Jitney, Royal National Theatre, London

A play with no particular place to go
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The Independent Culture

If ever there was a theatrical work that, while true to the drabness of its subject, created something magnificent, it is – no, I'm afraid it's not August Wilson's Jitney. It is the set designer David Gallo's vision of a minicab office in a dying neighbourhood. The only furniture in the bare, bleak room is a discouraged-looking sofa and a desk that no one else wanted – the play could have been staged in a pocket-sized theatre. But, as Wilson uses the lives of the drivers to draw a picture of poor black Americans in the decaying cities of the Seventies, so does Gallo reach up and out to show us walls sagging under the weight of accumulated grime, an abandoned neighbourhood association, and power lines strung across a distant sky.

Not that Jitney is a terrible play. But it is a desultory one, with little of interest to say, and it is unconvincing in its evocation of the period. Barring a reference to Vietnam and another to Muhammad Ali, Jitney might not only be dealing with the Fifties – it could be a play of that decade.

The cosy, all-male world of the office, where the drivers joke and gossip, periodically freezes while one of the men explains what has made him or one of the others the way he is now (service in Korea, a brilliant son doing time for murder).

Youngblood – when I saw this name in the cast list, how I longed for it to be that of an old man, but, no, Youngblood actually is a young blood – Youngblood is working round the clock to surprise his girlfriend with a house for them and their baby. Thinking that he is up to no good, she bursts into the office and starts a row, which turns into a discussion about the importance of trust in a relationship and ends in cute, Fifties fashion with some lovemaking, cut short when another driver comes in and pointedly slams the door.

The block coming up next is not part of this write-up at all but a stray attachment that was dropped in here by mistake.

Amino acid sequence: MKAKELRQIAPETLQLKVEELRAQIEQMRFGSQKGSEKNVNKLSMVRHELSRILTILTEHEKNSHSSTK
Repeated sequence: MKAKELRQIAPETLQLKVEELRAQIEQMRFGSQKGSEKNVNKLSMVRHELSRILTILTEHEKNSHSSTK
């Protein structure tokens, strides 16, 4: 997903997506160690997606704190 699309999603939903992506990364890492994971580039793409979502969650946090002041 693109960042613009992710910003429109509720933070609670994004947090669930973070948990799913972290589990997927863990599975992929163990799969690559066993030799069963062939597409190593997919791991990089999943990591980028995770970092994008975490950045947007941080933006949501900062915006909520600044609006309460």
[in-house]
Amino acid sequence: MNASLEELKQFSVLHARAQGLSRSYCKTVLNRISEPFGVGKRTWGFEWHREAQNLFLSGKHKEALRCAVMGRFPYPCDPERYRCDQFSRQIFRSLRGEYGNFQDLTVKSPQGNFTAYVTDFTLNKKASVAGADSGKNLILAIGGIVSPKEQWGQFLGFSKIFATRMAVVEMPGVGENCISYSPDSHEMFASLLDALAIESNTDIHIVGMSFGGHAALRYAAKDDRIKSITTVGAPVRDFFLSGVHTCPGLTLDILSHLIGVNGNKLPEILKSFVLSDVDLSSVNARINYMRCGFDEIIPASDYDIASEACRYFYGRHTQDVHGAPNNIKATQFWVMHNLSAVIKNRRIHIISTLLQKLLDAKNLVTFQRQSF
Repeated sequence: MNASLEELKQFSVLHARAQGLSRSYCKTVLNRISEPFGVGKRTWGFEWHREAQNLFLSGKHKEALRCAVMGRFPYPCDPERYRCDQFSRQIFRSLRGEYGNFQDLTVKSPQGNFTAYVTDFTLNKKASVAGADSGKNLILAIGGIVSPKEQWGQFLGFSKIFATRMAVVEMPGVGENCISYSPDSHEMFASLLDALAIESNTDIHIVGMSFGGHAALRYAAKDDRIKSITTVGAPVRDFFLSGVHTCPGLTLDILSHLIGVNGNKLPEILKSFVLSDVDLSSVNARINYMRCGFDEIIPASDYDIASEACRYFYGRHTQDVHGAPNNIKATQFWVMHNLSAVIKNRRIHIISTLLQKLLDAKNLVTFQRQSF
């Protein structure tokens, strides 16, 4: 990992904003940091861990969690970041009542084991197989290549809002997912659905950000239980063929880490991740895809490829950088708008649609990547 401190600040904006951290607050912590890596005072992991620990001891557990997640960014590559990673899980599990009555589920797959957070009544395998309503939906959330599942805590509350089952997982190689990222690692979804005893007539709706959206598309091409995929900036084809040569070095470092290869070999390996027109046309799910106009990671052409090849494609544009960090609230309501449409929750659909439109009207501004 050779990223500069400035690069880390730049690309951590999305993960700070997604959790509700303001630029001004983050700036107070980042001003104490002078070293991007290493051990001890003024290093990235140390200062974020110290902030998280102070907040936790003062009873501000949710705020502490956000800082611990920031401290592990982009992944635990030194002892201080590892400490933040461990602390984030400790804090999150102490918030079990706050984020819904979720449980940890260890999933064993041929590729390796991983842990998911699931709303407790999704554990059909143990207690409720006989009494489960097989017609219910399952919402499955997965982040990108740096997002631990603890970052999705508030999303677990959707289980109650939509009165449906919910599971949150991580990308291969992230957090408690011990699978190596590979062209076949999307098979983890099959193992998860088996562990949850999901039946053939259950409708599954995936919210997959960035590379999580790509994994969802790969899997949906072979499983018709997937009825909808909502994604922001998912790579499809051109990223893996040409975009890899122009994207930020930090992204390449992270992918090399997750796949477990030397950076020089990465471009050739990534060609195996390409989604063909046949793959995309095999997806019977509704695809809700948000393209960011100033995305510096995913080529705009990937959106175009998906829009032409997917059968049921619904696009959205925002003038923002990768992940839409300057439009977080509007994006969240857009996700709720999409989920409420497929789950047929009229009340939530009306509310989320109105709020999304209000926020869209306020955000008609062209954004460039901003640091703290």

"Youngblood" would, in fact, have been a better name for Turnbo, a whining, tale-bearing old woman of an old man (the real Youngblood is – why, if the job, in a no-hope area, pays well? – the only driver under 50). Like the other men in Marion McClinton's wonderful cast – if Jitney has few charms for playwrights, attendance should be mandatory for a good many English actors – Stephen McKinley Henderson inhabits his role as casually as if it were an ancient coat, and as majestically as if it were Joseph's.

These men are beaten but proud – even if they have to scourge themselves to maintain their dignity. Telling his criminal son why, in 20 years, he never visited him, Roger Robinson, with an anguish and a hardness that never lapse into self-righteousness, transcends the banality of Wilson's play to achieve the kind of glory that is all too rare this side the grave. The actor stuck with playing the son, however, can do nothing with his peculiar part, and displays a strange lack of affect that suggests he was converted in prison by the Moonies.

In one of the play's many comic moments, the drivers' boss sternly tells them that customers have a right to expect brakes that work. Too often, however, Jitney keeps a foot on the clutch.

In rep until 21 Nov, 020-7452 3000

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